For additional information on this topic and more, visit my blog: The Lighter Side

Interested in speaking to me about your practice concerns? Email sallymck@mckenziemgmt.com
Interested in having McKenzie Management Seminars speak to your dental society or study club? Click here.
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Nancy Caudill
Senior Consultant
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Let Bad Employees Go and Find the Right People
By Nancy Caudill, Senior Consultant

Dentist Case Study #176

The doctor’s concerns: “I hired a new Scheduling Coordinator six months ago. She seemed like the perfect fit at the time. She had a great resume and experience working at another dental practice. The problem is, she comes in late most days, my schedule is always a mess and the other team members feel like they have to pick up her slack. A few of my other employees have even threatened to leave if she doesn’t. What can I do?”

Time to let go
In this type of situation, it’s likely best to let the employee go – assuming the doctor has provided her with all the necessary guidance (training and job descriptions for example) and has implemented his progressive discipline policy and after 30 days she still is nowhere close to meeting expectations. In this case, we guided the doctor through the firing process, which includes the disciplinary period and a lot of paperwork. Once that was over, we helped him find someone who was ready to contribute to practice success rather than create conflict and extra stress.

Firing a team member is never easy or pleasant, which is why it’s best to hire the right people from the beginning. To do that, you must set up a hiring process that weeds out candidates without the proper qualifications, or who simply don’t have the work ethic you’re looking for. It might take you a little more time to get someone on board when you take this approach, but the person you hire will actually help move your practice forward, rather than hold it back.

So how can you find the best employees for your practice? Here’s how we advised this doctor, who couldn’t be happier with his new Scheduling Coordinator. She’s streamlined his schedule, has him meeting production goals each day and is a team player who’s willing to help out however she can.

Create a detailed ad. If you want to attract the best and brightest, you have to put an ad together that gets their attention. Be sure to include all the pertinent information (such as job title, hours and location) as well as a salary range. You’ll get more responses from serious candidates if you do.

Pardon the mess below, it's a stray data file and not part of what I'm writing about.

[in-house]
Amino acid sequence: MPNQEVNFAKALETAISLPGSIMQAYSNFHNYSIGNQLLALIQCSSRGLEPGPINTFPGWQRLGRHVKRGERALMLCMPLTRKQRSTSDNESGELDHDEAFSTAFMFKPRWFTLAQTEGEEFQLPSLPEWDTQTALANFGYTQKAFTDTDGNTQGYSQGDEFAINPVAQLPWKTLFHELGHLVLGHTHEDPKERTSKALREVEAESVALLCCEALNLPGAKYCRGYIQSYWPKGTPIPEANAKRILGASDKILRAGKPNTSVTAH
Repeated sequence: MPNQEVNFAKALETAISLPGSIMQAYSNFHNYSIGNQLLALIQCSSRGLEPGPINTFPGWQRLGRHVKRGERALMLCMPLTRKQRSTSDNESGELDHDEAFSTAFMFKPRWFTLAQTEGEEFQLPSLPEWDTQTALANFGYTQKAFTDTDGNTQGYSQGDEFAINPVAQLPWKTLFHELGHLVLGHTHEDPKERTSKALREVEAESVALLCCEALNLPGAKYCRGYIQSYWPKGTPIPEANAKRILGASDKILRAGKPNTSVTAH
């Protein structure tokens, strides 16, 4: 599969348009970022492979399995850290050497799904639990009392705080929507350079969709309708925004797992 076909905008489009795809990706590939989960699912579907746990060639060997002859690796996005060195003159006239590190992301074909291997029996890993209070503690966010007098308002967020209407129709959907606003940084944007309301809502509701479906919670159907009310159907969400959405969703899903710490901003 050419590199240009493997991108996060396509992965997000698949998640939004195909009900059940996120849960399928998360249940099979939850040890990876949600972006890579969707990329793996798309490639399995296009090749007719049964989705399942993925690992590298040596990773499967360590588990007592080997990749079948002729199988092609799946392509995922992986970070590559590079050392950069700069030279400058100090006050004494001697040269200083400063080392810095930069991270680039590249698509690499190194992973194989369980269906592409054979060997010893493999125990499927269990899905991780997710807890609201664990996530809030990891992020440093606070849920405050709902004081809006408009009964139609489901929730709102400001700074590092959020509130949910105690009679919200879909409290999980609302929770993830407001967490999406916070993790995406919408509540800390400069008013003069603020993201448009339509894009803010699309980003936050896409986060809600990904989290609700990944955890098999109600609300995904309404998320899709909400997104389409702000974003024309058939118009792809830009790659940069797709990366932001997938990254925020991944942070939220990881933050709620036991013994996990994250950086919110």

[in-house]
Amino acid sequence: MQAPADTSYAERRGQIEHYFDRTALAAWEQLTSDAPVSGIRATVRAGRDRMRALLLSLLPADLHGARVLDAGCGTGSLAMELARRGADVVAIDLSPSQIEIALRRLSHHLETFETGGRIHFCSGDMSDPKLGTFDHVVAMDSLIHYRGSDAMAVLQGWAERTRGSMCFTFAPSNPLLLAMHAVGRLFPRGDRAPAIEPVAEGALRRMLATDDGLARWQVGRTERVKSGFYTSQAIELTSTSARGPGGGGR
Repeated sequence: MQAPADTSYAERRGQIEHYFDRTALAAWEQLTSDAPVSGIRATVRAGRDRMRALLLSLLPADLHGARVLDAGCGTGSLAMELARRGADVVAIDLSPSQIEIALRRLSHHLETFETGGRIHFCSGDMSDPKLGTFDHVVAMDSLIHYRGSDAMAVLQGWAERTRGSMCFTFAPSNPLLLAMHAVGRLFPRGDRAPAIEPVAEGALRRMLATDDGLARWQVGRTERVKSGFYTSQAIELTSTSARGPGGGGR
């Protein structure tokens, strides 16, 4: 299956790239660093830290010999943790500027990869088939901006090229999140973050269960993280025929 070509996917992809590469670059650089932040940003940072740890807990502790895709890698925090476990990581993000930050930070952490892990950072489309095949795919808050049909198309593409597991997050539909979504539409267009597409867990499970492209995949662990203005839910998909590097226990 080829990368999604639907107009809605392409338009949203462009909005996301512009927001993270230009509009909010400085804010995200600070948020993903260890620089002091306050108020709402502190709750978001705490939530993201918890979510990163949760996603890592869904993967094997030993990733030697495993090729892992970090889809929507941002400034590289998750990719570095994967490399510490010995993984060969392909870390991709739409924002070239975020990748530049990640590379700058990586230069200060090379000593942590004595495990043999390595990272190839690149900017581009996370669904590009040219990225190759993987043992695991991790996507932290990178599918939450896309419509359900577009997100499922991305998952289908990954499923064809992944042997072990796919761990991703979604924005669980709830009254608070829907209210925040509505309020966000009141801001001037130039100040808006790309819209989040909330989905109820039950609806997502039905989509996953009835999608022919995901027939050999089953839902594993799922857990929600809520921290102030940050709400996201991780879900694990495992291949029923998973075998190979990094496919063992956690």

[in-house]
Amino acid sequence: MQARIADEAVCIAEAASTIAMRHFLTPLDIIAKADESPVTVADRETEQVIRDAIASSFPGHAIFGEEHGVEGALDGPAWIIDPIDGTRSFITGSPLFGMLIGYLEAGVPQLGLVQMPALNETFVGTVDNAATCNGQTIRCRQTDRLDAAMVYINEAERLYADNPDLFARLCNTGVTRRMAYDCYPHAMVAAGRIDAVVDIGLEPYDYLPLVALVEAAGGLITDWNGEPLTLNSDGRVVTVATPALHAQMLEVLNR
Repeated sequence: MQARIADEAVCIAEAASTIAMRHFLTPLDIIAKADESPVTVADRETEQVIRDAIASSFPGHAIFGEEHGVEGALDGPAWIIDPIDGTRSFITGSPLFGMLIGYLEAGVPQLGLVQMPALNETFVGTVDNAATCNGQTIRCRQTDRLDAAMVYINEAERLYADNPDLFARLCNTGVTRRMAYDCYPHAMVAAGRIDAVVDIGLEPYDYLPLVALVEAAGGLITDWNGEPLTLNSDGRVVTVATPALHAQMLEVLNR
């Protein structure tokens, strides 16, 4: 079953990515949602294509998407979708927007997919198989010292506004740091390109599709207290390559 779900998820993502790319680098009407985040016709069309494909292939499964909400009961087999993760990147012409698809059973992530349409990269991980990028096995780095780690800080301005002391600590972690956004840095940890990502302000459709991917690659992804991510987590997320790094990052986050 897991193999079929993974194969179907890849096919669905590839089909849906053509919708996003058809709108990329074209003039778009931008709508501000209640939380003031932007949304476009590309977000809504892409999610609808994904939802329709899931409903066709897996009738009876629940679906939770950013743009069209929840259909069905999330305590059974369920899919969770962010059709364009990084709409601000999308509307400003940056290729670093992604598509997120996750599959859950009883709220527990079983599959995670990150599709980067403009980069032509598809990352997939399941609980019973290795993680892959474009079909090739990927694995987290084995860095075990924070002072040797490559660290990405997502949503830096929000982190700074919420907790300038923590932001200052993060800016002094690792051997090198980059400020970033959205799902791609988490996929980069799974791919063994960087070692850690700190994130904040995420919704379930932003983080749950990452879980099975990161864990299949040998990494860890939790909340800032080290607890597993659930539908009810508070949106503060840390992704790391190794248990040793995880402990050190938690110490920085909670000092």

Don’t hire the first person with an impressive resume. This can be tempting I know, but it will only lead to heartache in the long run. Take the time to go through the resumes you receive and look for common red flags, such as large gaps in employment history and several employers in a short period of time. Remember, resumes are marketing tools and candidates have been known to exaggerate their experience and skill level.

From there, call qualified applicants for a phone interview. You can find out a lot about a person in a 20-minute conversation, and will probably realize pretty quickly if the person on the other end of the line just isn’t the right fit for the job.

Ask open-ended questions. During phone interviews, and again during face-to-face interviews, be sure to ask questions that require more than a yes or no answer. Give candidates the opportunity to tell you about their experience, and ask for specifics. If answers are vague, it could be a sign the interviewee doesn’t have as much experience as you thought.

Get input from the rest of the team. After you complete the face-to-face interview, have a few of your team members take the candidate out for lunch. This will give them a chance to get to know potential new employees before their first day. When they get back, ask for their impression of the applicant. If they say he or she was rude or spent the entire lunch hour complaining rather than asking questions about the practice, you probably want to move on.

Confirm the person you’re considering is right for the role. Before handing out any job offers, it’s important to call references and verify previous employment. I also suggest having applicants take a temperament test to help ensure they have the type of personality needed for the position. For example, you probably don’t want to hire someone who isn’t good at managing people or who hates working with numbers to be your Office Manager.

There are plenty of talented professionals looking for work in the dental industry, you just have to take the time to find them. Going through this process will help ensure you hire the very best people, and don’t waste time and money on employees who will do nothing but harm your practice. The effort you put into the job search will be well worth it in the end.

If you would like more information on how McKenzie's Consulting Coaching Programs can help you implement proven strategies, email info@mckenziemgmt.com